One of the countries which have been rooted in food safety controversy over the last year is China. A total of 109 people died in the country because of food poisoning in the year 2013.
Although this number may seem high, it was actually an improvement from previous year. According to statistics this was 25.3 per cent decrease year-on-year, Chinese news agencies reported.
Over the last year food safety standards in the country have been improving with the National Health and Family Planning Commission reporting on Thursday that the number of people suffering from food poisoning last year fell by 16.8 percent to 5,559 cases.
Statistics also showed that the most number of food illnesses were cause by microbiological food poisoning. Poisonous animals and plants including mushrooms were also a major cause of food related deaths.
What is also interesting to note about China’s food poisoning history over the past year is that most cases of food poisoning and fatalities occurred at home and public dining halls where the places where most people fell ill.
The Chinese government has been cracking down on food safety and handling and called for stronger risk evaluations and prevention. Local food safety supervisors have also been urged to intensify monitoring of canteens in schools and work units, banquets in rural areas and agricultural markets. The Chinese have also improved their food poisoning prevention education among the public.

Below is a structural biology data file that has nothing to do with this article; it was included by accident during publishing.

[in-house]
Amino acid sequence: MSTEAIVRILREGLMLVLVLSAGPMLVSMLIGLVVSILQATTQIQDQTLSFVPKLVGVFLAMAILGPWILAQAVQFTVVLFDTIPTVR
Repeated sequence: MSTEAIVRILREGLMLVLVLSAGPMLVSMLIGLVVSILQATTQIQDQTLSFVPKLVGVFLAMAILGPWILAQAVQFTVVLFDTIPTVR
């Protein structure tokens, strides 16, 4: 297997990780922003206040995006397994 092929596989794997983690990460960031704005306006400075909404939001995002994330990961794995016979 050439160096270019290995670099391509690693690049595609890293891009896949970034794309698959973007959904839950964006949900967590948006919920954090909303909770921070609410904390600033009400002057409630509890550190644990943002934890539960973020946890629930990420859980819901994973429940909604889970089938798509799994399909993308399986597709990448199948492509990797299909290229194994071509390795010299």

The Chinese are also cracking down on people who commit food safety atrocities. Recently 10,000 people were prosecuted over food safety breaches. And the government isn’t going easy on these people, some of whom received life sentences for their food safety breaches.
Between 2011 and 2013, the Chinese have prosecuted more than 10,000 people for producing and selling substandard and poisonous food, most them self-employed business people and farmers.
An article on www.upi.com explains more about the prosecutions:
Nie Jianhua, the director in charge of public prosecution for China’s Supreme People’s Procuratorate, said Friday the problematic food was produced and sold in illegal workshops, factories and markets.
Among those prosecuted was a man named Liu Liguo, who sold over $16 million worth of “gutter oil” — a recycled oil made from oil found in gutters behind restaurants and inedible animal oil. It is dangerous if consumed.
Liu was sentenced to life in prison in 2013.
While this sentence may seem harsh, another article highlighted some of Liu’s crimes which included selling “gutter oil”.
Revealing about a prominent criminal offence concerning food safety, it was stated how a suspect named Liu Liguo sold 100 million yuan’s worth of “gutter oil” made from kitchen waste between December 2007 and July 2011. Some 9 million yuan worth of such unsafe oil entered the cooking oil market.
“Gutter oil” literally refers to recycled oil dredged from gutters behind restaurants as well as inedible animal oil. The oil, which contains carcinogenic substances, is dangerous if consumed.